An average of 4.6 million Americans are bitten every year by dogs. To some that might sound like a shocking statistic, but in our modern age of overactive presumption, it’s important to realize that only about 20 to 30 or these bites end up being fatal… Many are even avoidable, given the right precautions and use of common sense. In this article, we’ll lay out the advice of professionals on avoiding fatal dog bites and how to handle them, if they do occur.
Kids Are Most Likely To Be Bitten
It’s never fun to hear a frightening fact like this, but (statistically speaking) children between the ages of 5 to 9 years old are the most likely victims of dog bites. When it comes to kids, annual emergency room incidents for dog bites are second only to baseball/softball injuries. It certainly hasn’t been easy to avoid hearing about these attacks in the news either, so our rational response should be to take the necessary steps in preventing horrific accidents such as these.
You may ask yourself, “Should I teach my children to avoid animals completely?”… Of course not. Like most everything else in life, there’s a balanced and reasonable approach to this matter. The CDC even has a list of “Dos” and “Don’ts” (that can just as easily apply to adults too). The full list is available on the CDC’s website, but here’s just a few of the precautions you can take to ensure your child is safe around dogs.
How To Avoid Dog Bites
- Remain motionless when approached by an unfamiliar dog.
- Curl into a ball with your head tucked and your hands over your ears and neck if a dog knocks you over.
- Immediately let an adult know about stray dogs or dogs that are behaving strangely.
- Get close to an unknown dog.
- Run from a dog, if it’s chasing you.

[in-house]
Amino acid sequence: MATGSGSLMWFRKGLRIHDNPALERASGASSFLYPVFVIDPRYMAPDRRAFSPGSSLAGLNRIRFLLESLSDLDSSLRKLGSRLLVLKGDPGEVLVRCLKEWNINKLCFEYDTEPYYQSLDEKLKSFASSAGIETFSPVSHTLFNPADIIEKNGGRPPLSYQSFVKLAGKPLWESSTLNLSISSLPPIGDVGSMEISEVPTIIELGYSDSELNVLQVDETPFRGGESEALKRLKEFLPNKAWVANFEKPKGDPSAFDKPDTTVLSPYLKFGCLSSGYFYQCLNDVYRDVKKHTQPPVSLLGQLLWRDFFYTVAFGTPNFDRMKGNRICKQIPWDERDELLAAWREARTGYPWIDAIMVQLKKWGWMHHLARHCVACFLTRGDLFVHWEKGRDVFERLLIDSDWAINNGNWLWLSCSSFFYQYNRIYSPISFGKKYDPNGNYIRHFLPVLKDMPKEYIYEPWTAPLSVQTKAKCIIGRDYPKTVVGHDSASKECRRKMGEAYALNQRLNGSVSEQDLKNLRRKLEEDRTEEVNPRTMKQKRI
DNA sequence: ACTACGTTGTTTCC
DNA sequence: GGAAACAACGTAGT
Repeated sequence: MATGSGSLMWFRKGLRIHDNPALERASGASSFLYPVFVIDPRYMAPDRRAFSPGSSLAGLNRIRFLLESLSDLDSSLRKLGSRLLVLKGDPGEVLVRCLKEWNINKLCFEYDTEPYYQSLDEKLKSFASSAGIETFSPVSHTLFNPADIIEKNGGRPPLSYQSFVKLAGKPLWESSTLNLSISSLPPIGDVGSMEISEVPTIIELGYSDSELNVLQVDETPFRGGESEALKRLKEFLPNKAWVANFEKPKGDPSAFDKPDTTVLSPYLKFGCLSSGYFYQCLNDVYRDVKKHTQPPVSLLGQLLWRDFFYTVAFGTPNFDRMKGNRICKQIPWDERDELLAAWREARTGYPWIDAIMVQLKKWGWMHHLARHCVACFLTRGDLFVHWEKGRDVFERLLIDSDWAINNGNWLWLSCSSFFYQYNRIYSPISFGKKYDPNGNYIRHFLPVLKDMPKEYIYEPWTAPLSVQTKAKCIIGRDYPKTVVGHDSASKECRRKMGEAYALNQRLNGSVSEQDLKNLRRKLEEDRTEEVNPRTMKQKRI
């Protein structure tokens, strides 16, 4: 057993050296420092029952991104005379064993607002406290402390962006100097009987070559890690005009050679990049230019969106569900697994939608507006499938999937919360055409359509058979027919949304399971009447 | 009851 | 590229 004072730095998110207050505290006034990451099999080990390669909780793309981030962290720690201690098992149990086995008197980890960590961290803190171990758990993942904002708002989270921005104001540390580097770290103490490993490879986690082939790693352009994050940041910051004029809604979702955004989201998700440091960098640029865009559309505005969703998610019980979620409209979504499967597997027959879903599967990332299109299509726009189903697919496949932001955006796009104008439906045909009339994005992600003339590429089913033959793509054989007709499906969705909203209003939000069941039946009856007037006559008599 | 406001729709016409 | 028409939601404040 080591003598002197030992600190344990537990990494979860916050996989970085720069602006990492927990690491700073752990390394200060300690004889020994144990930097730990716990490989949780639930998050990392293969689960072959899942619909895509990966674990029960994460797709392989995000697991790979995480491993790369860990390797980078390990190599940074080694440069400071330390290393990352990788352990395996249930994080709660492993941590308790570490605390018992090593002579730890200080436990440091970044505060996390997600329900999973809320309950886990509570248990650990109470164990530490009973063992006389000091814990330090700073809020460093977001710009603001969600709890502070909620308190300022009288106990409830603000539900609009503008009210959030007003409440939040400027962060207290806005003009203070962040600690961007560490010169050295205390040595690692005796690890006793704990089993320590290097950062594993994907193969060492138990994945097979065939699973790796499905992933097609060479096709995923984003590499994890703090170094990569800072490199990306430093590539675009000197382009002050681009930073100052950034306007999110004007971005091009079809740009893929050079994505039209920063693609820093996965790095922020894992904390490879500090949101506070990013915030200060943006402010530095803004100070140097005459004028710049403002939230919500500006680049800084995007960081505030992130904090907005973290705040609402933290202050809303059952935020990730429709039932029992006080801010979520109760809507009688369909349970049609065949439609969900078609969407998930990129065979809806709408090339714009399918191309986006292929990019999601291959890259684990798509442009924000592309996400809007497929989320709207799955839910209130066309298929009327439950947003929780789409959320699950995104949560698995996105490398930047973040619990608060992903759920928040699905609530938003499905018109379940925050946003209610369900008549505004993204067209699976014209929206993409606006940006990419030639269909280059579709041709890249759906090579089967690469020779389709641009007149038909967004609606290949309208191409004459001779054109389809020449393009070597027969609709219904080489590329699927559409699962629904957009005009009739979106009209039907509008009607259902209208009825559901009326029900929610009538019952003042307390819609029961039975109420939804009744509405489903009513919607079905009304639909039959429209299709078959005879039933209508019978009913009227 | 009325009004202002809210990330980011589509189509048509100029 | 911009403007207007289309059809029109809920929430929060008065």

- Panic or make loud sounds.
- Disturb a dog that is sleeping, eating, or caring for puppies.
- Pet a dog without allowing it to see and sniff you first.
- Encourage your dog to play aggressively.
- Let small children play with a dog unsupervised.
What Do I Do If I’m Attacked By A Dog?In the heat of the moment, it’s easy to get panicked by what’s going on and let fear drive your decision-making, but the most important factor in surviving a dog attack is to stay focused on the task at hand. Of course, every situation is different when it comes to dog bites, but doing the following practices will help minimize the damage of an attack in general.
- Put something (ie. purse, bag, or jacket) between you and the dog to protect yourself.
- If knocked down, curl into a ball with your head tucked in and your hands over your ears and neck.
- Wash wounds with soap and water, then seek medical attention immediately.
- Report the incident to your local animal control agency or police department.
- Contact the owner and ensure the animal has a current rabies vaccination.
- Contact your personal injury lawyer for a consultation, regarding dog bite injuries.
Are There Any Long-Term Concerns?
Once the immediate threat has passed, you may be tempted to relax and forget about the whole ordeal. Unfortunately, there are some things for which you should look out. One of the most common consequences of a dog bite is a variety of infections and diseases, ranging from Pasteurella (the most common) to Rabies (the most fatal) and everything in between. So regardless of the relief you may feel given the situation, it’s important to follow-up with your doctor and insure that all necessary steps are taken to prevent any further complications.
In summary, there’s always the risk of incurring injury when it comes to dealing with dogs (and animals of almost any kind), but with the right amount of know-how and application of common sense, we can all continue to safely care for our furry companions (and of course, “man’s best friend”).